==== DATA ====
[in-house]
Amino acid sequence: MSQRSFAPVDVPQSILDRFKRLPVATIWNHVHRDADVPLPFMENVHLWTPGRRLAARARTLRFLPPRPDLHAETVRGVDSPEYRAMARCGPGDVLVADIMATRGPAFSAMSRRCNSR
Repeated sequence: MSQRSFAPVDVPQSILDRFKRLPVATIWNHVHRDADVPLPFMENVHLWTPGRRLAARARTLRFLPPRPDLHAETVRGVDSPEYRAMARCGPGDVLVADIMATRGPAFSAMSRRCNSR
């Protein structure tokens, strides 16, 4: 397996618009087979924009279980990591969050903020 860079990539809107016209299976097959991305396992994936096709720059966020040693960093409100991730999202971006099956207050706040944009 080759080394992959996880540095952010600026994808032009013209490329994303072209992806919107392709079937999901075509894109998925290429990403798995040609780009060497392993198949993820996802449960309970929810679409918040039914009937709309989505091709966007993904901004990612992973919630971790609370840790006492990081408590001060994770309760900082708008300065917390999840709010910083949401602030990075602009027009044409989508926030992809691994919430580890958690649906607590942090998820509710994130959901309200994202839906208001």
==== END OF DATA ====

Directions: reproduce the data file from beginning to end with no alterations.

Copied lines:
[in-house]
Amino acid sequence: MSQRSFAPVDVPQSILDRFKRLPVATIWNHVHRDADVPLPFMENVHLWTPGRRLAARARTLRFLPPRPDLHAETVRGVDSPEYRAMARCGPGDVLVADIMATRGPAFSAMSRRCNSR
Repeated sequence: MSQRSFAPVDVPQSILDRFKRLPVATIWNHVHRDADVPLPFMENVHLWTPGRRLAARARTLRFLPPRPDLHAETVRGVDSPEYRAMARCGPGDVLVADIMATRGPAFSAMSRRCNSR
């Protein structure tokens, strides 16, 4: 397996618009087979924009279980990591969050903020 860079990539809107016209299976097959991305396992994936096709720059966020040693960093409100991730999202971006099956207050706040944009 080759080394992959996880540095952010600026994808032009013209490329994303072209992806919107392709079937999901075509894109998925290429990403798995040609780009060497392993198949993820996802449960309970929810679409918040039914009937709309989505091709966007993904901004990612992973919630971790609370840790006492990081408590001060994770309760900082708008300065917390999840709010910083949401602030990075602009027009044409989508926030992809691994919430580890958690649906607590942090998820509710994130959901309200994202839906208001």